Changes at St. Jean Baptiste well-received


Bouncy castles not ideal, organizers say, but worked in a pinch

Morinville’s annual signature festival has come and gone with a whirlwind of activity, including a major last-minute change to the activities on offer.

Korien Sampson, the board chair for the Morinville Festival Society and main organizer of the three-day St. Jean Baptiste Festival, said initial reports from guests are that people were reasonably happy with the changes. Happy, or at least not too upset.

The first change guests immediately noticed was a large blue fence surrounding the festival site in the parking lot and field behind the Ray McDonald arena, and the admission at the gates.

“It takes a lot of money to put this on, obviously,” she said. “We had less than we normally get for sponsorship dollars. Due to that fact, we didn’t have a choice but to implement a $5 base fee.”

To make the funding issue much more difficult, organizers learned with very little warning that West Coast Amusements couldn’t attend with midway rides because of a booking error.

After a quick survey of youth and those connected with youth in the community, organizers booked a plethora of bouncy castles and related activities to give the kids something to do.

“It wasn’t what we wanted, but it was good in the sense that it gave the kids something to do, and it gave the kids something as a replacement for the midway,” Sampson said. “That was our goal to begin with.”

She said from what she saw, having been at the site for the entire festival, everyone seemed to be having fun.

As for whether the changes affected attendance, she said it was hard to say because they had never had gates to count admissions in the past – but from what she observed the crowds actually seemed bigger.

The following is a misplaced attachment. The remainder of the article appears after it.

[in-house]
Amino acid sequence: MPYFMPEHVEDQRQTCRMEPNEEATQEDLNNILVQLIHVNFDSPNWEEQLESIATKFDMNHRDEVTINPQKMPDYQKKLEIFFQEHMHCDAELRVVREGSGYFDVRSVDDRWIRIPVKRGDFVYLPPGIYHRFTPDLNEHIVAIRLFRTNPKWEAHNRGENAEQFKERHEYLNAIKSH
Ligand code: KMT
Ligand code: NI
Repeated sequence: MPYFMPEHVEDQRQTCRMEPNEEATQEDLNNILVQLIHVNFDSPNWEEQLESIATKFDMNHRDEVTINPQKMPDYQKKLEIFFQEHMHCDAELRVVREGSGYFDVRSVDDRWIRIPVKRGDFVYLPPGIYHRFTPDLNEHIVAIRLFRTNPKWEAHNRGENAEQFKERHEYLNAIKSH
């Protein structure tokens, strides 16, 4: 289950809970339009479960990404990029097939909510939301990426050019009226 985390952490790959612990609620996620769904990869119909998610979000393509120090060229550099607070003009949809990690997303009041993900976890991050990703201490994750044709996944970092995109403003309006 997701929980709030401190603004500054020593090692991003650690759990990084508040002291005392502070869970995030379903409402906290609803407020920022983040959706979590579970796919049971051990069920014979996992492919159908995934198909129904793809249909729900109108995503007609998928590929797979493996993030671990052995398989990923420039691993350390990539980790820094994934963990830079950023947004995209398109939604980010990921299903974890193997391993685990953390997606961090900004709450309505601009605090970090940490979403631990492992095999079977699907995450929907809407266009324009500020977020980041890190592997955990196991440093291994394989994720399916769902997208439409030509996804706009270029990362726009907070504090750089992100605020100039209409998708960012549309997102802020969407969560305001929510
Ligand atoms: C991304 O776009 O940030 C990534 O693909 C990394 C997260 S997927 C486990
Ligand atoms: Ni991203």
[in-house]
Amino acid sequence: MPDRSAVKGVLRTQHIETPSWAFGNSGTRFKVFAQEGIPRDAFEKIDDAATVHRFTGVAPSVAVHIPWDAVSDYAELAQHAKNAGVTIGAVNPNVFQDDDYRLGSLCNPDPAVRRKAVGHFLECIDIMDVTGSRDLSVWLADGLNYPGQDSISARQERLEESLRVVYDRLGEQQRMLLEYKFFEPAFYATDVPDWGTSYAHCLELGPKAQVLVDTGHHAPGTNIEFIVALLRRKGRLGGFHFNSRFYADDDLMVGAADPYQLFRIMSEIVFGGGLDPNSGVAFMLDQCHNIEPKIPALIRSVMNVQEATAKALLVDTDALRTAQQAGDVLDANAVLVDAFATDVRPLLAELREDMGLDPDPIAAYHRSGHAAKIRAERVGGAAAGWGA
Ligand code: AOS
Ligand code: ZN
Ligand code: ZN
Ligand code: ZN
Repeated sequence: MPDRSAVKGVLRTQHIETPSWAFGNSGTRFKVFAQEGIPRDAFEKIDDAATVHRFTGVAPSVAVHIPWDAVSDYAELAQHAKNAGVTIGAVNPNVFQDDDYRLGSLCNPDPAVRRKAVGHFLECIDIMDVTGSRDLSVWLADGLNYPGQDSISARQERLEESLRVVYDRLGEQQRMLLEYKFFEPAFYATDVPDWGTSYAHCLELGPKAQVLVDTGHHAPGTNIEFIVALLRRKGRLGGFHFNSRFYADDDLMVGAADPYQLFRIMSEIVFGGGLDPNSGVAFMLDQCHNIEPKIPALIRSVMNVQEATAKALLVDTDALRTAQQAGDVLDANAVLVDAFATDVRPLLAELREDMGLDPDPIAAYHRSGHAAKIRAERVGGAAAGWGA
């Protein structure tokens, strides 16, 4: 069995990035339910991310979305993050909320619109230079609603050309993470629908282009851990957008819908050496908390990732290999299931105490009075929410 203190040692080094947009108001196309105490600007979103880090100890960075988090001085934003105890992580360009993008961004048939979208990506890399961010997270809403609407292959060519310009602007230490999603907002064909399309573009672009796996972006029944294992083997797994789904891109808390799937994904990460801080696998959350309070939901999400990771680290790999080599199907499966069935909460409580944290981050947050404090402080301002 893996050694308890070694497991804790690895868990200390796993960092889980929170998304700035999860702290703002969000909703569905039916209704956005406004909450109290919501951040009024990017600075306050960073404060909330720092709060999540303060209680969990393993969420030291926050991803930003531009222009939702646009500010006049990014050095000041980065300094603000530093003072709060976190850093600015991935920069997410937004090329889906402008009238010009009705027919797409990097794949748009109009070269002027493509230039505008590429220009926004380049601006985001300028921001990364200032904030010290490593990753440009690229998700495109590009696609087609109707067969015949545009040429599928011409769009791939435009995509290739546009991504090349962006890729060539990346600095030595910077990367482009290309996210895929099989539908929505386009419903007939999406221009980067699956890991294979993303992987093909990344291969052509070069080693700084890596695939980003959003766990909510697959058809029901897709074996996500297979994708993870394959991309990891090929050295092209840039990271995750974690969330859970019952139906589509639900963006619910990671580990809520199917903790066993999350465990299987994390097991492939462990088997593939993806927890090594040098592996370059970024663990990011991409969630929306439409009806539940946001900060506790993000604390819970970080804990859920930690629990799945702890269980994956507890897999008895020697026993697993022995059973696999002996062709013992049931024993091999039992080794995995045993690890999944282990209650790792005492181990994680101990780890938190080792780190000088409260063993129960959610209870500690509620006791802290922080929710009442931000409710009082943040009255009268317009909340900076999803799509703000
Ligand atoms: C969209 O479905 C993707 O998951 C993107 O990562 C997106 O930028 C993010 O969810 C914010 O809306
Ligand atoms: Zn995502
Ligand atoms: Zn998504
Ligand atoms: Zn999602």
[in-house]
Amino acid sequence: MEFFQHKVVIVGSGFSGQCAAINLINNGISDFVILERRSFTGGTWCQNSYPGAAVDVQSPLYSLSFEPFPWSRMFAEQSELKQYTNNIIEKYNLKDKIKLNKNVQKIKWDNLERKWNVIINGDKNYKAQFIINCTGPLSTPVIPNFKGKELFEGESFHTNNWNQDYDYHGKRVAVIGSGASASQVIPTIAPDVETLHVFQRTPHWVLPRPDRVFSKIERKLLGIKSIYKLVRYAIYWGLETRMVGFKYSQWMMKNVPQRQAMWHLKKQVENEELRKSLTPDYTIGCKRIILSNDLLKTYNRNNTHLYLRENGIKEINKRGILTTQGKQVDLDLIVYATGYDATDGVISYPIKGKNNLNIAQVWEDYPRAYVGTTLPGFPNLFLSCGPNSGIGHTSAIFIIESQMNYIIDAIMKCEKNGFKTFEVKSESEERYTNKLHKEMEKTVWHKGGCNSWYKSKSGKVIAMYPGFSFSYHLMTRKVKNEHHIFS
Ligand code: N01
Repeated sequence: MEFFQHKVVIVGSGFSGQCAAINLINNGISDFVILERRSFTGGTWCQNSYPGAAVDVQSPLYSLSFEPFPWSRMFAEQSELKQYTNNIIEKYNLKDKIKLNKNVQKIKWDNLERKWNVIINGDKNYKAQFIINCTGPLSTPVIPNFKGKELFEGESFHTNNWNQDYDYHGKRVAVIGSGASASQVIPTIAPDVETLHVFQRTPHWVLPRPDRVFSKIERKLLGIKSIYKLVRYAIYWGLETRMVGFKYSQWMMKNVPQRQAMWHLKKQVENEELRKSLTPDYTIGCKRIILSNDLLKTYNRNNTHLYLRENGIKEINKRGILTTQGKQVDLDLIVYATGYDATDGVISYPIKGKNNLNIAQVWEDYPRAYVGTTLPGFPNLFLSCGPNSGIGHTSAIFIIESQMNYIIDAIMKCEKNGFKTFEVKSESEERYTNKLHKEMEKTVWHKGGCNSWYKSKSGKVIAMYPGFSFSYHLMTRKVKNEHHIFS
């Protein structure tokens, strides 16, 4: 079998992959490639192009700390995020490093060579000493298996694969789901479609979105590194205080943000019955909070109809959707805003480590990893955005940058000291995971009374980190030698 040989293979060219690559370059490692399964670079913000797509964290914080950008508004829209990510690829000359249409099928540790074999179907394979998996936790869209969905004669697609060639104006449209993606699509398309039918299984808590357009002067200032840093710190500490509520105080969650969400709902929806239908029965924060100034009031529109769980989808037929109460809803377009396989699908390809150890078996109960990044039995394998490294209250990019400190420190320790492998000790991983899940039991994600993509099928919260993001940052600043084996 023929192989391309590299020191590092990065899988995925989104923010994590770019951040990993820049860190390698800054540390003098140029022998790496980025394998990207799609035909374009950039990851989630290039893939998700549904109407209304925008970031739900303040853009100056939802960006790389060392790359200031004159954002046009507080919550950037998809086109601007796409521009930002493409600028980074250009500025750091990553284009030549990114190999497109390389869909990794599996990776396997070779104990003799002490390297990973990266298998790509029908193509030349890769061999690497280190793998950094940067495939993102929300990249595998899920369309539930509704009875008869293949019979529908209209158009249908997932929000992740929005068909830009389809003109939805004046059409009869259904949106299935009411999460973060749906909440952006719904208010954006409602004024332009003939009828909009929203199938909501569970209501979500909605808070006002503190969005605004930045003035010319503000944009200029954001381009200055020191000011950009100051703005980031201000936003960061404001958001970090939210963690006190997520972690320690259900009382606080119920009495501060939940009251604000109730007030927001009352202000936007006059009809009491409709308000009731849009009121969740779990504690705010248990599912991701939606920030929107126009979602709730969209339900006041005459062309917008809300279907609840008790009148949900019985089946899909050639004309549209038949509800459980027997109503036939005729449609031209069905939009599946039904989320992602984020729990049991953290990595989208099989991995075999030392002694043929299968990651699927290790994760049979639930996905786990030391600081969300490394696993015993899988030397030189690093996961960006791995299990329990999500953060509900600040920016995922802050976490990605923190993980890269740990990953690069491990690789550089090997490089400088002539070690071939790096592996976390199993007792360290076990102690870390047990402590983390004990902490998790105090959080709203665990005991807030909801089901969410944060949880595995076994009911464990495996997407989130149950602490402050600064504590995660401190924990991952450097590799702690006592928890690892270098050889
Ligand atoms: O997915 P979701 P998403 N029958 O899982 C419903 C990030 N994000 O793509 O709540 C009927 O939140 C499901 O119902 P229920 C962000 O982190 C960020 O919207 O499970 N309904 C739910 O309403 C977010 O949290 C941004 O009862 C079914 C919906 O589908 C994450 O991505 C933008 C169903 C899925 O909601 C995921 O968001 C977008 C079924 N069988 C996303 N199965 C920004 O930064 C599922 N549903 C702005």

“I know our Sunday attendance was probably the highest our Sunday attendance ever was, so that’s a good thing,” she said. “I’m 100 per cent positive Logger Sports had a lot to do with that one.”

Karen Shaw, there with her three children under eight years old, said she wasn’t upset by the lack of a midway – it’s often a “rip-off” anyway.

“They charge you $5 for a five-minute ride,” she said. “My kids are just as happy with the bouncy castles, and they’re a lot more affordable.”

She said the gate fee didn’t dissuade her, especially considering one of her kids got in free anyway.

“I don’t mind the changes at all,” Shaw said.

Robin Deitrich, meanwhile, said she was of two minds about the changes. She also said she didn’t mind the gate fees, but said the midway rides were a bigger attraction for her older kids than the bouncy castles.

“They liked the climbing wall and the laser tag, but they’re just too big to really get much out of most of the bouncy castles,” she said.

Sampson noted the festival is an ever-evolving work in progress, and hopes festival-goers will complete a survey to help with planning for next year’s festival.

“We’re looking forward to improving things in the years to come and making sure this is an event that people will want to come back to every year,” she said.

A link to the survey is available at


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Doug Neuman